This Michelin Lap Timer is a good one, but will only really be of any use to those who attend European track days. It’s so good because it was created with Harald Schlangmann from Harry’s LapTimer, but it’s an app specific to Michelin Pilot Sport Challenge series participants and therefore only features European tracks from the series. Although it’s not too expensive in rands – just R159.99 – we don’t feel like spending that much to merely test our own map-drawing skills, though if you can, it makes the app a worthwhile buy in SA. We’d love to see it loaded with maps from local tracks that are used in the Michelin Cup ZA Series. For the European series, the Michelin Lap Timer assesses your performance levels and generates individual and overall rankings, and at the end of the season, a European title is awarded to the most consistent racers.
Michelin Lap Timer – R159.99
Play Store Rating: 4.5
5. Race Recorder
This is one that fans of a minimalist aesthetic will like: Race Recorder is designed for simplicity. There are just three timing modes: Circuit, Free, and Acceleration. Circuit uses Google Earth telemetry to record data on your local circuit, reads out lap-time data and stores it for later scrutiny. One cool feature is the ability to give you a best-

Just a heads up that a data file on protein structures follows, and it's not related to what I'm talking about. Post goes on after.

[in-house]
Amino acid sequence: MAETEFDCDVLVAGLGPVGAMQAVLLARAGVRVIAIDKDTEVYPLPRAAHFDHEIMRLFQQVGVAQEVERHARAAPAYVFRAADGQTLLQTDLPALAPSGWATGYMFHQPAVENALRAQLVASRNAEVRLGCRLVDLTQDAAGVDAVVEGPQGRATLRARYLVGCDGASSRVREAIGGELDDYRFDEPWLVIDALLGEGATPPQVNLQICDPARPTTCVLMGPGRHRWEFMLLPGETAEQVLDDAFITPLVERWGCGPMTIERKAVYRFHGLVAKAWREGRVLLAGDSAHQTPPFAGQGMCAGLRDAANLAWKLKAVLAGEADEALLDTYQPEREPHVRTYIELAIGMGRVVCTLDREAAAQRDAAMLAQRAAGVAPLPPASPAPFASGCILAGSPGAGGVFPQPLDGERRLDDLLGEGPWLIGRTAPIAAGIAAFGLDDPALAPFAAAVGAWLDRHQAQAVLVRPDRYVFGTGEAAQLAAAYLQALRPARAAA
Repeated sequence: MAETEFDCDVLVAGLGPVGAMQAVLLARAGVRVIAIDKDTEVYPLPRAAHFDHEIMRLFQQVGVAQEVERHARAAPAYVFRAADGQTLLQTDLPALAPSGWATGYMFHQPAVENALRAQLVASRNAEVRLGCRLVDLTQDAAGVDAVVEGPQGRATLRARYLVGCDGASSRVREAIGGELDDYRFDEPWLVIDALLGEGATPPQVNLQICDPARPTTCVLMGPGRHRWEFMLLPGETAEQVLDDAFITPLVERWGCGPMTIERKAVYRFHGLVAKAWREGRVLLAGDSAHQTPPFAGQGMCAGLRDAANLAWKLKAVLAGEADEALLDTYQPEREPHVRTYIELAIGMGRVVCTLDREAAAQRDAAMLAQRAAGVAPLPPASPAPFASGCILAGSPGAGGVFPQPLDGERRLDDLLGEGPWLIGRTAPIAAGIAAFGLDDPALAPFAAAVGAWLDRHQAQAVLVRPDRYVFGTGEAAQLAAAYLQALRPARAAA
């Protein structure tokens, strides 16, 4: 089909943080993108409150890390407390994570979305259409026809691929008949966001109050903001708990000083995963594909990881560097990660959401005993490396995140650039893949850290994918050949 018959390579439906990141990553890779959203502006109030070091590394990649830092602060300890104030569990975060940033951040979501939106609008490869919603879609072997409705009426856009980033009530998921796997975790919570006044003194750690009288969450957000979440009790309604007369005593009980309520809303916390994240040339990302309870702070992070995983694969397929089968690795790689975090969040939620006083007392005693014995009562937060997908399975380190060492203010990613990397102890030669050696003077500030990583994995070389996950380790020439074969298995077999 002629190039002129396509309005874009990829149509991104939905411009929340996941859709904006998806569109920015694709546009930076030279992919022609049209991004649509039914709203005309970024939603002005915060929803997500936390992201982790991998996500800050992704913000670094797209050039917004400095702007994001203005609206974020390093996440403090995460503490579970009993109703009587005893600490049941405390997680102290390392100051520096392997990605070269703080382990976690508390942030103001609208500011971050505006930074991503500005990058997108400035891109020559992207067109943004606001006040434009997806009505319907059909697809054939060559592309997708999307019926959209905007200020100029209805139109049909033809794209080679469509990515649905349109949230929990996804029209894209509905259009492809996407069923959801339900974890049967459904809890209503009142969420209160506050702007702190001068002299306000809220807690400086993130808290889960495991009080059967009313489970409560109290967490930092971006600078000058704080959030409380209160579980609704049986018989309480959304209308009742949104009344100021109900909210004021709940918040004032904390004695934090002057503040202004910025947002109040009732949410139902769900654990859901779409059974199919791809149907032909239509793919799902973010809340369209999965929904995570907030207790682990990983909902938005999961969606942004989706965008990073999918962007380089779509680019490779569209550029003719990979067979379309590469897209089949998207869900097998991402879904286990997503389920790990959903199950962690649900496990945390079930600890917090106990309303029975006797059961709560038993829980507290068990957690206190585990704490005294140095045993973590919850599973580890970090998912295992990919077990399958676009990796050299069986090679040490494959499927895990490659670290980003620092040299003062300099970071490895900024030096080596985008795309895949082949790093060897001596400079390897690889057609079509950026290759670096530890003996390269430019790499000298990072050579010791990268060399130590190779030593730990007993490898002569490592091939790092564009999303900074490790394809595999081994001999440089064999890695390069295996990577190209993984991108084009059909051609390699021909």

potential-lap time. The Free Timing feature is for most journeys and records your GPS telemetry as a Google Earth file; this one is good for the off-road-driving crowd. Though simple in execution, it offers the ability to customise colours to make the app match your car’s instrument cluster. While Race Recorder scores a slightly lower 4.3 stars in the Play Store, it is a free app that can be rather useful. As
a note from the creator reads in the app description: ‘Race Recorder is free and always will be. Race Recorder was born in March 2015 as a tool to help me learn how to go faster, I share it for free to help others with the same requirements: A need to improve and zero budget. Race Recorder will remain free in future, and new features are always in development.’ That alone is reason enough to try out the app, and maybe even to give the chap
a positive rating.
Race Recorder – Free
Play Store Rating: 4.3